In his Judicial Deliberations: A Comparative Analysis of Judicial Transparency and Legitimacy (Oxford 2004), the American-French scholar Mitchel Lasser has, among other things, tried to re-establish the strengths of the French cassation system. Using Lasser's approach and ideas as a starting point, in this book judges from the French, Belgian and Dutch Cassation Courts reflect on the challenges that their Courts are facing. The book also contains a series of contributions from scholars analyzing the wide range of factors that determine the legitimacy of these courts'decisions. Specific attention is given to the Strasbourg Court of Human Rights that has been so important for the moral legitimacy of the European legal order, and to courts in post-communist systems, which face many similar challenges and are even under greater pressure to modernize. The book is a multidisciplinary contribution to the international debate about the legitimacy of the highest courts'rulings as well as the concept of judicial leadership and offers a new perspective in the USA versus Europe debate. It is recommended reading for academics, judges, policymakers, political scientists and students.

J.A. Bomhoff, Judicial Discretion in European Law on Conflicts of Jurisdiction, Sdu Publishers: The Hague 2005

Selected articles
and chapters in books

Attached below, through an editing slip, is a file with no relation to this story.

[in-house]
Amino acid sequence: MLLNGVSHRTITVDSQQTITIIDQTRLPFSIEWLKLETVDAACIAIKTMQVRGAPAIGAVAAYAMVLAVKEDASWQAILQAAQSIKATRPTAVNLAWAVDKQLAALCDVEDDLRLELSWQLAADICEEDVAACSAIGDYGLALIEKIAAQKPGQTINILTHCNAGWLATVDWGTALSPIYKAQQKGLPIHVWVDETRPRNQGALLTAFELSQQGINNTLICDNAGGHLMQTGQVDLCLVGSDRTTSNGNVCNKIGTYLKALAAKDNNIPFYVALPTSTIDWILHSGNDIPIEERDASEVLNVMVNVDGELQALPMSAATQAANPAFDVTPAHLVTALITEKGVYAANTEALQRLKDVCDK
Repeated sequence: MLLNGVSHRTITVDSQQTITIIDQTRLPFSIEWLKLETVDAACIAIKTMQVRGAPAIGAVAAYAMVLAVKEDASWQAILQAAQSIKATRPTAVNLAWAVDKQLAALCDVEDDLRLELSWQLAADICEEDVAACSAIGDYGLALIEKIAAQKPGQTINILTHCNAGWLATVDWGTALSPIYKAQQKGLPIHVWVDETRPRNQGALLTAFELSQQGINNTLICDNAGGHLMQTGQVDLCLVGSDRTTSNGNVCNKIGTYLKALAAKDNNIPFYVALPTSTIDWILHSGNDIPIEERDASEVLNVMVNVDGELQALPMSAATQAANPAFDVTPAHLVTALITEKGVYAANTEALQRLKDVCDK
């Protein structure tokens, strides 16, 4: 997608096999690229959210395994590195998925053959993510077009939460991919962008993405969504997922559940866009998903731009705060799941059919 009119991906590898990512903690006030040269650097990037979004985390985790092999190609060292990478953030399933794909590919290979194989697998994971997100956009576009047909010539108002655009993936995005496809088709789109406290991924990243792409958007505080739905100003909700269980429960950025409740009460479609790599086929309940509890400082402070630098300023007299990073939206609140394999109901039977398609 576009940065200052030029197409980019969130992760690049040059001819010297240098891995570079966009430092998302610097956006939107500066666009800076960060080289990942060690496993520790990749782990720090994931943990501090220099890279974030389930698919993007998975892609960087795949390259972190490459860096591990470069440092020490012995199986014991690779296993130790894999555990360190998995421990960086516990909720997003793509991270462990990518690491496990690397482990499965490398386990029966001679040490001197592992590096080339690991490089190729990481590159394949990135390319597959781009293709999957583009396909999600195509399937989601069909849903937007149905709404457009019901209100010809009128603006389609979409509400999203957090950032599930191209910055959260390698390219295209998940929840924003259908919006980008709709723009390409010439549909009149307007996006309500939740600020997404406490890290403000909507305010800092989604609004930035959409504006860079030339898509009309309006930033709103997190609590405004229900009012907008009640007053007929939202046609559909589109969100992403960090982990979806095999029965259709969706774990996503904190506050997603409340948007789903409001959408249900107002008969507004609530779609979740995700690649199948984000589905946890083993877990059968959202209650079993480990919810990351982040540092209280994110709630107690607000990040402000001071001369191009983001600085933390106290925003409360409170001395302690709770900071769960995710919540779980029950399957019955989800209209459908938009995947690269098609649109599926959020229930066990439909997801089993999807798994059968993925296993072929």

'Beyond Proportionality: Thinking Comparatively About Constitutional Review and Punitiveness', forthcoming in Vicki Jackson and Mark Tushnet (eds.), Proportionality: New Frontiers, New Challenges, Cambridge University Press, 2016

US law is often cast as a notable outlier in two prominent fields of comparative studies. Among comparative constitutional lawyers, the US Supreme Court is famous for its apparent reluctance to embrace the kind of proportionality reasoning seemingly so familiar in Western Europe and in other liberal jurisdictions. And for scholars of comparative criminal justice, the United States stands out, as it has for the past 40 years or so, in terms of the numbers of individuals sent to prison, and in the harshness of the treatment meted out to offenders. Could these two phenomena be connected? By way of an indirect - and incomplete - answer to this question, this paper develops three lines of argument on the punitiveness-proportionality relationship. First, at least some of the factors that help explain cross-country variations in punitiveness, seem relevant also to an understanding of similarities and differences in relation to proportionality reasoning in constitutional jurisprudence. The paper discusses what comparative constitutional lawyers might take from leading work in this area by David Garland, Nicola Lacey, Michael Tonry, James Q. Whitman and others. Second, the comparative punitiveness literature shows how a more substantive understanding of ‘proportionateness’ could be developed, to move beyond the more formal, doctrinal preoccupations of much comparative constitutional law scholarship on proportionality. And third, the paper suggests that penal moderation and proportionality reasoning appear connected in terms of a deeper, underlying sensibility framed here as an ‘intolerance for wrong outcomes’. The paper proposes that future comparative work should aim to engage more directly with this underlying intolerance and its opposites.

'The Constitution of the Conflict of Laws' LSE Law Society and Economy Working Paper Series, 04-2014; published in Horatia Muir Watt & Diego Fernandez Arroyo (eds.), Private International Law and Global Governance (Oxford University Press, 2014)